The Philadelphia Museum of Art is as important to the City of Brotherly Love as it was to boxer Rocky Balboa, the unlikely here of the movie Rocky and its sequels. Rocky, played by Sylvester Stallone, trained for his first big fight by running up the steps of the museum. While a visit to the museum will usually find someone running up the steps, known as the Rocky Steps, merely walking up them gives you entrance to a very special world of art and culture. And yes, there’s plenty of people grasping their hands overhead in the Rocky stance!
The museum was founded in 1876 in conjunction with the Centennial Exposition and opened to the public the following year. The current building, quasi-Greek revival in design, was opened in 1928. The museum houses impressive collections of paintings from Renaissance masters, American artists, French impressionists, both contemporary and modern art, and furniture from the Revolutionary period.
Two featured exhibitions include:
- Michaelangelo Pistoletto: Cittadellarte – This contemporary Italian artist’s current work is featured in this exhibit, and is recommended viewed with —
- Michelangelo Pistoletto: From One to Many, 1956–1974 – A companion exhibit of over 100 pieces of interdisciplinary work, allowing you to compare and contrast the two exhibits. Both run through January 16th, 2011.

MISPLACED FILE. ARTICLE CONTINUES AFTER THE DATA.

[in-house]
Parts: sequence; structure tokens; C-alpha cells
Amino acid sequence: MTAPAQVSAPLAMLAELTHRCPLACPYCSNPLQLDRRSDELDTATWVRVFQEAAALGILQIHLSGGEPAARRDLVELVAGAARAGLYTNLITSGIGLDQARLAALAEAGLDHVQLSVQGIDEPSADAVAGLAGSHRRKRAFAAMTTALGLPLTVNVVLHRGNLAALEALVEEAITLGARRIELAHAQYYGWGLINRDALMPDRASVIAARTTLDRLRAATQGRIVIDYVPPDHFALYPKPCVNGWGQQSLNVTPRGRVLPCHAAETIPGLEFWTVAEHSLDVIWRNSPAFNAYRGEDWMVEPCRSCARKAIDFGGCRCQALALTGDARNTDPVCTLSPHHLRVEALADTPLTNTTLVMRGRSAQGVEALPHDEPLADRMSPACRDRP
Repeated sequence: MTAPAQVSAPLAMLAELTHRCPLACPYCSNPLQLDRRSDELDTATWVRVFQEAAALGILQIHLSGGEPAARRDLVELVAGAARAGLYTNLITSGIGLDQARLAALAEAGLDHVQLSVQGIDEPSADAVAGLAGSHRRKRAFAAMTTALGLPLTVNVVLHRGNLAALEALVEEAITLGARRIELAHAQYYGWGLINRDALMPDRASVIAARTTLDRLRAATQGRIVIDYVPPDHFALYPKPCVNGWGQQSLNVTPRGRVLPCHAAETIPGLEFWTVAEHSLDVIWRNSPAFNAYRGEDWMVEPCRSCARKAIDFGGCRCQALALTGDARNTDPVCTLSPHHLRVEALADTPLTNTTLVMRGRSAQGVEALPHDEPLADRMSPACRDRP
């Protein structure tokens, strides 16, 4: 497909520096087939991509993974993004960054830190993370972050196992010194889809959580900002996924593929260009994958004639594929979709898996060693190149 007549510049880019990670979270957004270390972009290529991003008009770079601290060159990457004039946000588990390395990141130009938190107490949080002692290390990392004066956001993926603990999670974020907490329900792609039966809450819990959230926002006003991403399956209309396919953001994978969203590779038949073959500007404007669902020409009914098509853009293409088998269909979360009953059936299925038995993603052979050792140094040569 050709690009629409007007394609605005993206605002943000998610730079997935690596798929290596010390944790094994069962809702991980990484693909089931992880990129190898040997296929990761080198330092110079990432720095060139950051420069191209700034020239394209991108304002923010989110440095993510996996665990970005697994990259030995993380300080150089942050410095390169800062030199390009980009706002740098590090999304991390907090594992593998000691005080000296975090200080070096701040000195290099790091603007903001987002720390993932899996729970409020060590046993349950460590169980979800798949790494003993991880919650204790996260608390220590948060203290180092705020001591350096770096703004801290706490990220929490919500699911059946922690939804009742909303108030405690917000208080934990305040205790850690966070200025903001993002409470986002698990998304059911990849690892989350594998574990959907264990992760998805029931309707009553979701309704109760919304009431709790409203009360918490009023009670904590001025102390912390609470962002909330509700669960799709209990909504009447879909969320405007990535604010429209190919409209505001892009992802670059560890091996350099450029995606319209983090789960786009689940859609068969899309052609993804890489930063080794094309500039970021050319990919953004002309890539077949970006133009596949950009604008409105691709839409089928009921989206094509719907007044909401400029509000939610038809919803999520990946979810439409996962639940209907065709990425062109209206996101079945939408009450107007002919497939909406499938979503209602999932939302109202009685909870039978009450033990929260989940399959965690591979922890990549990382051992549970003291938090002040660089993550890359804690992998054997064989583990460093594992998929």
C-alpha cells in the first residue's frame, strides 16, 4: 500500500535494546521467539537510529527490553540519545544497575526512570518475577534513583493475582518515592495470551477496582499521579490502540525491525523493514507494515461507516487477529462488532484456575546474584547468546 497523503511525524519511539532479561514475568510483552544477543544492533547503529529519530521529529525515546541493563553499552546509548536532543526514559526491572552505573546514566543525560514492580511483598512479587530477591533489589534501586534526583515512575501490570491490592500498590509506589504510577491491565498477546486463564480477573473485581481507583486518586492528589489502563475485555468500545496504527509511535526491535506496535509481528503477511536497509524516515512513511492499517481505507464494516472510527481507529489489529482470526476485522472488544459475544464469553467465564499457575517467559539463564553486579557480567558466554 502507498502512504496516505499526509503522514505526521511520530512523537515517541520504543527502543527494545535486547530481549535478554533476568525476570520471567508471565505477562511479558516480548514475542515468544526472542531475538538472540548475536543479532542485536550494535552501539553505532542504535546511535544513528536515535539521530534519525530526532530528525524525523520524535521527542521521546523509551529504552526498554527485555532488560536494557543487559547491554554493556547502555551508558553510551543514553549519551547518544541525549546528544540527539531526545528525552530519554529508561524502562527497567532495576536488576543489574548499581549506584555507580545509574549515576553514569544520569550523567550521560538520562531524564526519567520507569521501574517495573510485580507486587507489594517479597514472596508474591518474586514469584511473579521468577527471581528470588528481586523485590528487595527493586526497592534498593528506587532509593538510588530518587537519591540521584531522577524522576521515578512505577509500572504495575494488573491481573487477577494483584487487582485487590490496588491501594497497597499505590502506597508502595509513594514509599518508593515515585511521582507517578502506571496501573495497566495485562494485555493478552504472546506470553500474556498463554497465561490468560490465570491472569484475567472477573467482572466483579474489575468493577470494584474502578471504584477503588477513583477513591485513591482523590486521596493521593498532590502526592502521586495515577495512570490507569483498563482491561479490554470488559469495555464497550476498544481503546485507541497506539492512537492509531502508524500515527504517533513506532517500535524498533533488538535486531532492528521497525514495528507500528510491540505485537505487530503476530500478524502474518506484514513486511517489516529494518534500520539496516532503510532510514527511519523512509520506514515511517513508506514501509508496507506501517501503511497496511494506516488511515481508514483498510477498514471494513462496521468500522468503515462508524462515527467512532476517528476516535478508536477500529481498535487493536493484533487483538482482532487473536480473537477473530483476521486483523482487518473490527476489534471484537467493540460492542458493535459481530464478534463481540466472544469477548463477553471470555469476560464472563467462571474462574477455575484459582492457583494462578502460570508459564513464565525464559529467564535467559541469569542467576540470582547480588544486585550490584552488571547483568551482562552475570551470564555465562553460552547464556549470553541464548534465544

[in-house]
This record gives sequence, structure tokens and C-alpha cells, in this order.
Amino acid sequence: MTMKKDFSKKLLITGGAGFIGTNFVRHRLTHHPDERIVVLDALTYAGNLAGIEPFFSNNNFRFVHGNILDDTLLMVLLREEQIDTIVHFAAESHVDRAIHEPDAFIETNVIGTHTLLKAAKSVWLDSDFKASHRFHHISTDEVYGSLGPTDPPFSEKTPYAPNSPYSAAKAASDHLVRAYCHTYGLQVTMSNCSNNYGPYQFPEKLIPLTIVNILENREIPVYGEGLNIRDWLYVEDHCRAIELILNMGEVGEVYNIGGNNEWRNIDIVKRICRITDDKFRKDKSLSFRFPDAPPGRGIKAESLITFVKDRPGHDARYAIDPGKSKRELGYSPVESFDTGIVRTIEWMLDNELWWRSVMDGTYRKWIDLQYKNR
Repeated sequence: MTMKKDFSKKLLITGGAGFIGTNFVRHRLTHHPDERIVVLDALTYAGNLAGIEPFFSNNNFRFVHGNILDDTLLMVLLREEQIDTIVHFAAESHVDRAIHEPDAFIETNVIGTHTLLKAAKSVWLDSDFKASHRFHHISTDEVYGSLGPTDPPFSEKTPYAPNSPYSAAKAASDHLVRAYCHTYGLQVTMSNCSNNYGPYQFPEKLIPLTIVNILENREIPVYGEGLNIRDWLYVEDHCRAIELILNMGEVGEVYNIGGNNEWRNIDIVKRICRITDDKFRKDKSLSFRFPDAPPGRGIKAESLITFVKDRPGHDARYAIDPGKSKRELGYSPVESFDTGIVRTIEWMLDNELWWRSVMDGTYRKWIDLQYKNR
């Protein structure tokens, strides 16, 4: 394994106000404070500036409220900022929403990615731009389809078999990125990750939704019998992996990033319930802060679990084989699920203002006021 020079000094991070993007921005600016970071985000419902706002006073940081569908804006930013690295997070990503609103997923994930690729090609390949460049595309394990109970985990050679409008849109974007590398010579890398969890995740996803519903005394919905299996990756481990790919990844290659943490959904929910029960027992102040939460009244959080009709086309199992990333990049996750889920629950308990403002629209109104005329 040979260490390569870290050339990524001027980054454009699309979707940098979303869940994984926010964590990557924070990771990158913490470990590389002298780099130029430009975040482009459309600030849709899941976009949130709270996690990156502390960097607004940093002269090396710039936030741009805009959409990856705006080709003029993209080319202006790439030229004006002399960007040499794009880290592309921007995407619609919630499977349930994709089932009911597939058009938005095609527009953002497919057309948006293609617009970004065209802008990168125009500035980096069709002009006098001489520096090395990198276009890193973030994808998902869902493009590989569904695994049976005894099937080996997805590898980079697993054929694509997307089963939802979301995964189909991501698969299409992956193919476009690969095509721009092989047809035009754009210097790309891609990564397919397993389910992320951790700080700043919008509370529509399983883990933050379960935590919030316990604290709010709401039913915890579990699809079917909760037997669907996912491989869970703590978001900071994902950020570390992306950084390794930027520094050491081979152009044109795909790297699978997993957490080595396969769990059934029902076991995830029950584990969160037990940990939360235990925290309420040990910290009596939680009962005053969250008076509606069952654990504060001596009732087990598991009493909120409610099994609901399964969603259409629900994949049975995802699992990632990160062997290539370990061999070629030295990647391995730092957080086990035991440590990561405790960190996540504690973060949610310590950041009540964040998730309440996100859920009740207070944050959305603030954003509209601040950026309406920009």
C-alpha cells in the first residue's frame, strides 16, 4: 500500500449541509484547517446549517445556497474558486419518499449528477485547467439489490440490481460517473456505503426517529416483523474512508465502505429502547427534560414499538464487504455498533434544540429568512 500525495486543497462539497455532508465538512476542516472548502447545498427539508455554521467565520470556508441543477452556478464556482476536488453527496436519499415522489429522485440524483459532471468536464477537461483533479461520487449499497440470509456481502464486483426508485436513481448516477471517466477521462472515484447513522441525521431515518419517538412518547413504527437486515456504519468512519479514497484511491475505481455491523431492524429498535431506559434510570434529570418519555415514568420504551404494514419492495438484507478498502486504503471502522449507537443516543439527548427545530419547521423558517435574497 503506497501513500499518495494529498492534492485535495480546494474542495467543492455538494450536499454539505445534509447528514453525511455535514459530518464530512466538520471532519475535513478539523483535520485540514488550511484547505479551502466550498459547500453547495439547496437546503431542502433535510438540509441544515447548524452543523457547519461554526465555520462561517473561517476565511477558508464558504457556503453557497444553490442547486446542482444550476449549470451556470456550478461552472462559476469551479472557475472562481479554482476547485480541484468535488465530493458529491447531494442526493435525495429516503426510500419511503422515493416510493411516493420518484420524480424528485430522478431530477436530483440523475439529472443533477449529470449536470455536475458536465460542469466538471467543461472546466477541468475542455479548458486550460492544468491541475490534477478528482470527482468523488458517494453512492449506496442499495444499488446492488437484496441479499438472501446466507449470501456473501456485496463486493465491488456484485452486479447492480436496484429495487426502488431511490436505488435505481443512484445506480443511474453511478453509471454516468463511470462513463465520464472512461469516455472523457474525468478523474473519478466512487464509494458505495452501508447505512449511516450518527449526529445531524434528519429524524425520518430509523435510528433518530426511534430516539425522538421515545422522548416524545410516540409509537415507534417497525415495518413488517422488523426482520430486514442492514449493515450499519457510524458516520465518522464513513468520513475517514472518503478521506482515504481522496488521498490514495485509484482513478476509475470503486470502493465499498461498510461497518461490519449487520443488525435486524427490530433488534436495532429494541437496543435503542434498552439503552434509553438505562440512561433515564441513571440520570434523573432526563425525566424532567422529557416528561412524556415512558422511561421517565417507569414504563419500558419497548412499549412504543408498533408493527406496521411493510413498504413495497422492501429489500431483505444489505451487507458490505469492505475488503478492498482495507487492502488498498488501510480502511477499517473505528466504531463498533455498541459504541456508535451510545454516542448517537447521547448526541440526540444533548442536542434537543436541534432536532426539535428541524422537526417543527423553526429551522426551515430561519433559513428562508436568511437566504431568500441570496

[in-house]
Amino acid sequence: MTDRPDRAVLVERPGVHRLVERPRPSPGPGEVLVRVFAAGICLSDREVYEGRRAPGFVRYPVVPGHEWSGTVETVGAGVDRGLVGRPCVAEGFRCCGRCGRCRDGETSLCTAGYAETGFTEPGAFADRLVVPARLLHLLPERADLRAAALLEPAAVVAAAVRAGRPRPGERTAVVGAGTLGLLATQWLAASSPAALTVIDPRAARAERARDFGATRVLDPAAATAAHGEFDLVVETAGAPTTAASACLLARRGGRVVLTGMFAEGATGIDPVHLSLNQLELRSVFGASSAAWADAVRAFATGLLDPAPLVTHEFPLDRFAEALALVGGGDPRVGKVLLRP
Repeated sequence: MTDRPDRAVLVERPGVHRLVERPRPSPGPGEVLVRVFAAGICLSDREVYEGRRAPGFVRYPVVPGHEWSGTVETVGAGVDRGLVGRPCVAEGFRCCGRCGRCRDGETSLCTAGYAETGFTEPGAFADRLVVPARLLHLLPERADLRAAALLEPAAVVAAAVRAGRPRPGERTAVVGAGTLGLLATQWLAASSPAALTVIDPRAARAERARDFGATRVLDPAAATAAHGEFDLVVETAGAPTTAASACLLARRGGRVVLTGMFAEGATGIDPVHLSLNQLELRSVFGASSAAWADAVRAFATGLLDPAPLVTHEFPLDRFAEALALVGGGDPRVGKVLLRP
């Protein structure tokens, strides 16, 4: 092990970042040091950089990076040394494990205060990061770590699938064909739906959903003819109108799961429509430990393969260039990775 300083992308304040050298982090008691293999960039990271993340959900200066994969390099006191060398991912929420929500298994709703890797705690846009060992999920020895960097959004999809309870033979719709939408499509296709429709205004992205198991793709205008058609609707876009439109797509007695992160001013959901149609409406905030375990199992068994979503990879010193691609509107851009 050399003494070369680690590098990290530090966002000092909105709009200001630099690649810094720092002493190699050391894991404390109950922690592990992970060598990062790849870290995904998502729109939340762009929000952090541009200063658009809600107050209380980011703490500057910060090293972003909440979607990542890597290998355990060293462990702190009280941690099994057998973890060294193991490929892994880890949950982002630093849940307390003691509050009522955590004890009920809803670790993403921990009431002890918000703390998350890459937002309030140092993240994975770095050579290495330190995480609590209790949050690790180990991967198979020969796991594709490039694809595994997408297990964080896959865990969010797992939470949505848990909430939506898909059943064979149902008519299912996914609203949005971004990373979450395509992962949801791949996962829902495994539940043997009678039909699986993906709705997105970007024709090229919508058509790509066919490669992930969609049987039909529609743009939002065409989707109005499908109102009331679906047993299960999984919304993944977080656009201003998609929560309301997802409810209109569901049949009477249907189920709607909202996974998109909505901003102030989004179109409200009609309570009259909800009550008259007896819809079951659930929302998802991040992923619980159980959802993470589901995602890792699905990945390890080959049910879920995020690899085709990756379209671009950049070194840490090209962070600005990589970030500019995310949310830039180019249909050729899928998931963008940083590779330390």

You’ll also see impressive photograph display of Paul Strand, an medieval armor collection, a Dada exhibit, a show of Presidential China, paintings of Ellsworth Kelly, a collection of Chinese Snuff Boxes, a collection of Italian Renaissance marriage chests, and lots more.
Outside of the museum, in keeping with the notoriety that he brought to the museum, is a bronze statue of Rocky. Although you’ll see it at the top of the steps in the movies (Rocky III and V), its permanent location is at the bottom of the steps.
A visit to the Philadelphia Museum of Art can easily take the better part of the day, depending on your areas of interest.
Once you’ve finished with the Main Building, cross the street and take a look at the Perelman Building. The featured exhibit here is: An Eakins Masterpiece Restored: Seeing The Gross Clinic Anew – A look at one of his most notable pieces, and a few more. Runs January 9th, 2011. Also on display is a menwear tailoring display, a North African jewelry collection, a photograph display of Mark Cohen, and more.
Other local art museums, including the nearby Rodin Museum (look for an upcoming post) and the Park Houses are also part of the Museum of Art.
Location: Benjamin Franklin Parkway at 26th Street in Philadelphia.
Hours: Tuesday through Sunday, 10 am-5 pm, Friday evening open until 8:45 pm.
Admission: Adults $16; Seniors (65+) $14; Students $12; Children (ages 13-18) $12, 12 and under are FREE. The first Sunday of each month is pay what you wish all day. This admission covers both the main building and the Perelman Building.